Common-sense Wisdom

During my journeys through cyberspace I came across this link for an article in the Huffington Post. I had never encountered Rabbi Shmuley Boteach before, so I looked up his website and was impressed with his common-sense approach to life as a person of faith. His article on homophobia in America is well worth reading, because it introduces hope and a way to stop churches, synagogues and society from pulling themselves apart.

The Rabbi shares some scriptures, puts the usually quoted verses into context and contends the following:

As an orthodox Rabbi who reveres the Bible I do not deny the Biblical prohibition on male same-sex relationships. Rather, I simply place it in context. There are 613 commanments in the Torah. One is to refrain from gay sex. Another is for men and women to marry and have children. So when Jewish gay couples come to me for counselling and tell me they have never been attracted to members of the opposite sex in their entire lives and are desperately alone, I tell them, “You have 611 commandments left. That should keep you busy. Now, go create a kosher home with a mezuzah scroll on the door. Turn off the TV on the Sabbath and share your challah with many guests. Pray to G-d the prescribed three times a day for you are His beloved children. He desires you and seeks you out.”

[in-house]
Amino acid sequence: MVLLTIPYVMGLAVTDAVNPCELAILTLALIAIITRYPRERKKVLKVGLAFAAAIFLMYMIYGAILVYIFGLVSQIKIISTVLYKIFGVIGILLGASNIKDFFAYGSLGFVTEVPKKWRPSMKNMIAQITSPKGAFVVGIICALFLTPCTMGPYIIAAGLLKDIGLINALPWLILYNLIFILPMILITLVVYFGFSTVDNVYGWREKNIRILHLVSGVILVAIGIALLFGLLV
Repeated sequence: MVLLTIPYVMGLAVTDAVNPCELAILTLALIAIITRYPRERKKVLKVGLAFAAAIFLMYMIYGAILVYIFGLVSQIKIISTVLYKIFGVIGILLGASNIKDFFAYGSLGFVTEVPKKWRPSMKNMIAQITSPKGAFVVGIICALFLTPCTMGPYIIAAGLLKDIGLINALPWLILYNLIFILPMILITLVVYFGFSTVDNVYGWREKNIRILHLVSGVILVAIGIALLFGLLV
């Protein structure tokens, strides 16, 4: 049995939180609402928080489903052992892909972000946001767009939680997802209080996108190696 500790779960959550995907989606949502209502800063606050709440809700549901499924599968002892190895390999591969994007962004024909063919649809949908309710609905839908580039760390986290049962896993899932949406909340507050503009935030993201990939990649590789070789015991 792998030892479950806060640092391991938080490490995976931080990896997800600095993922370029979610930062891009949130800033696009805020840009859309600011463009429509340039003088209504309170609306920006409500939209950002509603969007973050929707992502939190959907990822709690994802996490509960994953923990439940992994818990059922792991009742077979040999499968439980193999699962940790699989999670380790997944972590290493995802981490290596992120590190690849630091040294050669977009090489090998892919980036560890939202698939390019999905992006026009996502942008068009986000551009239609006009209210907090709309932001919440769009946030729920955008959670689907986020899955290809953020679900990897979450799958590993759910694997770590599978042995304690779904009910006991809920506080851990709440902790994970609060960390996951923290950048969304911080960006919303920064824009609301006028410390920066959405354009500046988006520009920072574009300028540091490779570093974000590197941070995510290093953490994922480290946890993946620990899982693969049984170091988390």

Rabbi Boteach finishes his article by sharing his views on the differences between moral and religious sin. ¬†For me, he makes a compelling case for tolerance; he also shows us a way whereby we can love one another, whatever………… and isn’t that the way we all want to be loved and accepted?

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4 Responses to Common-sense Wisdom

  1. Tabor says:

    I am not a religious person and question the existence of one g-d…as I may have commented before, but perhaps had I encountered this Rabbi in my youth I may have been swayed a little differently.

  2. Marcia Mayo says:

    I loved this commonsense and accepting approach.

  3. Enjoyed your sentiment. Thanks.

  4. Barbara says:

    I think I have seen him interviewed on tv from the USA. Commonsense is a rare commodity these days and the good rabbi is blessed with more than his share.

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